Tuesday, May 12, 2009

May 7-10: Lijiang and Tiger Leaping Gorge

Back in the motherland, home of delicious dumplings and efficient transportation.  After a couple weeks in Burma, China feels straight up luxurious.  We reentered China in the Yunnan province in the southwest of China.  Our first stop was the old town of Lijiang.  As the railway doesn't go further west of Kunming we took our first overnight Chinese bus.  Stripped of any seats, the bus is three rows of double-decker beds.  Strangely, the length of each individual bed varies greatly and the Chinese seemingly know which ones are better than others, leaving us with the shortest ones.  Not the best night's sleep, but not our worst either.  For anyone considering this route, take an upper berth bed.
Arriving in town we experienced our most major language barrier snafu yet.  Having neglected to have someone write down the name of our hotel in Chinese, we were stuck with only the name of the hotel in English.  Knowing it was near an elementary school, we found another traveler who was volunteering at an elementary school and showed her scrap of paper with its name to the taxi driver.  30 minutes later we are in a completely different town at dawn with no one around.  To make a long story short, three hours later we arrived at our hostel, after what should have been a 10 minute drive.  We won't make that mistake again.  The complete lack of English speakers in the west of China is a real shock at first.  Even the simple phrase "Speak English?" draws a blank stare more often than not.  The exact same thing would happen if someone said "Speak Chinese?" in Chinese in the US, it's just the first place on our travels where it's been this ubiquitous.

The old town of Lijiang takes you back to the China of past centuries, mazelike cobblestone alleys, stone bridges over narrow canals, tiled roofs, the picturesque Jade Dragon Snow Mountain looming in the background.  If you get up around dawn you can watch men making fires to boil tea water, women shaving fresh rice noodles from a gelatinous mass and frying up the local Naxi bread.  By about 9 AM, however, the Chinese tourists arrive en masse as part of tour groups, the trinket sellers take their places in the town squares, and the pseudo-indigenous women in pseudo-traditional garb begin their weaving, in front of whom the Han Chinese tourists enthusiastically take pictures for a small price.  With its canal-side cafes and unexplored alleyways the charm is not completely gone, but it's quickly heading that way.

Lijiang wasn't our favorite stop but it was the jumping off point for a spectacular two day trek through Tiger Leaping Gorge.  One of the deepest gorges in the world, the river flows 2000 meters (6600 feet) below the upper track of the gorge where we hiked.  Every few kilometers there is a small family run restaurant or guest house, which means you can stop and rest wherever you get tired.  We spent the night near the highpoint of the gorge, at a guesthouse with a terrace that practically floats above the gorge, a great place to enjoy a beer after a strenuous climb.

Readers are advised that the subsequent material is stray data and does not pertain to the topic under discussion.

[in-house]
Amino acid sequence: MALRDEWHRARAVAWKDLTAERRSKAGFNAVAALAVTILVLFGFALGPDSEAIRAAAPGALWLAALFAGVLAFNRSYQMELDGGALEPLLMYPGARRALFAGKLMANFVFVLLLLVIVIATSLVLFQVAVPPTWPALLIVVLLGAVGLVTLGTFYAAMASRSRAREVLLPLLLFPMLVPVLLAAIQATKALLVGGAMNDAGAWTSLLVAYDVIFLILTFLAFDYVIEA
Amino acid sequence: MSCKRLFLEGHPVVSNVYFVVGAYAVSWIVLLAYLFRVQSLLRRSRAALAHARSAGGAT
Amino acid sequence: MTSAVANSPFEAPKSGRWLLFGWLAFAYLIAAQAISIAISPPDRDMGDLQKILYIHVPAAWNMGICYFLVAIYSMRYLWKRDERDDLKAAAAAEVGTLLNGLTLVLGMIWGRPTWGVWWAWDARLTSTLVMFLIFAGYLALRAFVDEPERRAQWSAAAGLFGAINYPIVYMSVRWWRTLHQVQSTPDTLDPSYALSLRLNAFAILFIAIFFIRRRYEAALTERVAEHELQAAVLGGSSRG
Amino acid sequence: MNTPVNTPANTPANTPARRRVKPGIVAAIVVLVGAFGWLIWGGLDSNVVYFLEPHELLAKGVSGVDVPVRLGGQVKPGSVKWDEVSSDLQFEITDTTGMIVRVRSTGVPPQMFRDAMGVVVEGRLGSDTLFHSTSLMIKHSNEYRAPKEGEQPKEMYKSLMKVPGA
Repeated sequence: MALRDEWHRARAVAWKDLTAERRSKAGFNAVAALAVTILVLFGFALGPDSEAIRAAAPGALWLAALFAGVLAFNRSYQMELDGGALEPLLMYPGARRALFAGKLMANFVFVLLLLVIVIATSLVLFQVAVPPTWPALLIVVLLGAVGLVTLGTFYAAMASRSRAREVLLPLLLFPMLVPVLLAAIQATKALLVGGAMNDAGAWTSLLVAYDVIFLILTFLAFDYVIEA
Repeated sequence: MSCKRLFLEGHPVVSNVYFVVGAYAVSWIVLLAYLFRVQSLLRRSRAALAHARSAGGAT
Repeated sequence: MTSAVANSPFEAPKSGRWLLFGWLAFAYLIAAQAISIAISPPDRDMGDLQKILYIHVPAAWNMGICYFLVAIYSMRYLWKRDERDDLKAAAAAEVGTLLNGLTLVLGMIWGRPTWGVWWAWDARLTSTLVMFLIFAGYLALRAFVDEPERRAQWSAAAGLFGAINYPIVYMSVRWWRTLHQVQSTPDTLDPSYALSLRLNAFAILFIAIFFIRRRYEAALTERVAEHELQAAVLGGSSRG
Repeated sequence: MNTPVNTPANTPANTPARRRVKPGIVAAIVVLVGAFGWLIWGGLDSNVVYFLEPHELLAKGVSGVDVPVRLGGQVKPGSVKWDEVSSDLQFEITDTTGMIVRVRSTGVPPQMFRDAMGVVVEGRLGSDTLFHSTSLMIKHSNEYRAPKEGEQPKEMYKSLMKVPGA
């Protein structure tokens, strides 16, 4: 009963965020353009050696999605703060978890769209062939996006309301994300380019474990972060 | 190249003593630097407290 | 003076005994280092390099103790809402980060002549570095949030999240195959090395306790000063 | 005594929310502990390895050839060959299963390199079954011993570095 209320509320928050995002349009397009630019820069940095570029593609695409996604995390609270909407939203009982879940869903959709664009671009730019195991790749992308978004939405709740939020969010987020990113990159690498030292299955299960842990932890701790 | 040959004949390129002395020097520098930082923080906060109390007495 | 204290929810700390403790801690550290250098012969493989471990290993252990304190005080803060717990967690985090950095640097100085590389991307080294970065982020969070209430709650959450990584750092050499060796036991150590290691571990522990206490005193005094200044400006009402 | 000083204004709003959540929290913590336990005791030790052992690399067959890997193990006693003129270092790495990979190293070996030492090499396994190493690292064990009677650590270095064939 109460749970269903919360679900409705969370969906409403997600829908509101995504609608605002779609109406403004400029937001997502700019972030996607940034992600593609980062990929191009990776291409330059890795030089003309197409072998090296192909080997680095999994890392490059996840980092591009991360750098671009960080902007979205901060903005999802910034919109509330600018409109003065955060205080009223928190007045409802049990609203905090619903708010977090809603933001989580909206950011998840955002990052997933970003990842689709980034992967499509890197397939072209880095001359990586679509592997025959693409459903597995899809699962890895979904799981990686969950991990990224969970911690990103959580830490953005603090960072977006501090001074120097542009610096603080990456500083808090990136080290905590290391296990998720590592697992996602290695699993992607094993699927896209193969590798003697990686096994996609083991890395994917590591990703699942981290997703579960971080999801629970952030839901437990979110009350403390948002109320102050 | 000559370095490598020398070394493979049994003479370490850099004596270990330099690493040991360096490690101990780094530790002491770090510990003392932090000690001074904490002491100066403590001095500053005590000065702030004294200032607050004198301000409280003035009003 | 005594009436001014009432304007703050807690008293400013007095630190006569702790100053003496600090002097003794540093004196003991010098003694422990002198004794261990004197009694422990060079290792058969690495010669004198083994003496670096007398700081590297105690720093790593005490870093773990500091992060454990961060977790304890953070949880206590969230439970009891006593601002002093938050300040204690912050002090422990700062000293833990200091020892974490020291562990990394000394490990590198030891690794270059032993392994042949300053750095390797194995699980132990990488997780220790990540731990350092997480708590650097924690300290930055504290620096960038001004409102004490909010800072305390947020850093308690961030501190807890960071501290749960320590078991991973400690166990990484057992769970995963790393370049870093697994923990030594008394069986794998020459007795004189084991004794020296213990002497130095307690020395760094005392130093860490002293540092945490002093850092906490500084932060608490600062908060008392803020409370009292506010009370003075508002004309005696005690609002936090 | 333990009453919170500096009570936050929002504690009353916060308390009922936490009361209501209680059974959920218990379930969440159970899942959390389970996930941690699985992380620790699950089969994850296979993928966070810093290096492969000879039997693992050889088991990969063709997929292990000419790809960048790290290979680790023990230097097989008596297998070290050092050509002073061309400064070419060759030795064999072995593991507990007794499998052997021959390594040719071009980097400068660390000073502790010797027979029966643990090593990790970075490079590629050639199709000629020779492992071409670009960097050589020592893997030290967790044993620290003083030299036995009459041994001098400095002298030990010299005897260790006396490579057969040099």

Here's the view from the open-air bathroom (hole in the floor):

One of the joys of traveling is the freedom to change your plans based on the advice you get from fellow travelers along the way.  Our original plan was to head from Yunnan to Lhasa, but due to some riots surrounding the 50th anniversary of the Dalai Lama's exile to India, travel to Tibet proper has been severely restricted to package tours where you must have a guide with you at all times.  Which means you will only see the places that Beijing wants you to see.  Accompanied by the exorbitant prices of these trips, this wasn't a very appealing option.  Fortunately we ran into Sonny, a solo Brit, who faced with the same dillema introduced us to the idea of taking the "backdoor" into Sichuan via the rough and fairly untravelled road across the eastern part of the Tibetan plateau which not officially part of Tibet is open to foreigners (although just recently as their were riots there a few weeks back).  So we've busted out our cold weather gear from the bottom of our packs for what should be many hours on a chicken bus, but a rare chance to see a bit of real Tibetan life. 

1 comment:

  1. Well done ! You are so brave and adventurous! These are great pictures of Tiger leaping Gorge! Which reminds me… I should go through my India pictures and post some. Having read this I thought it was rather informative. I appreciate you finding the time and energy to put this article together.

    I once again find myself personally spending a significant amount of time both reading and leaving comments. But so what, it was still worth it! In return, I also found a great blog of trekking the Great Wall, I’d love to share it here with you and for future travelers. http://www.wildgreatwall.com/which-part-of-the-great-wall-is-the-best-to-visit/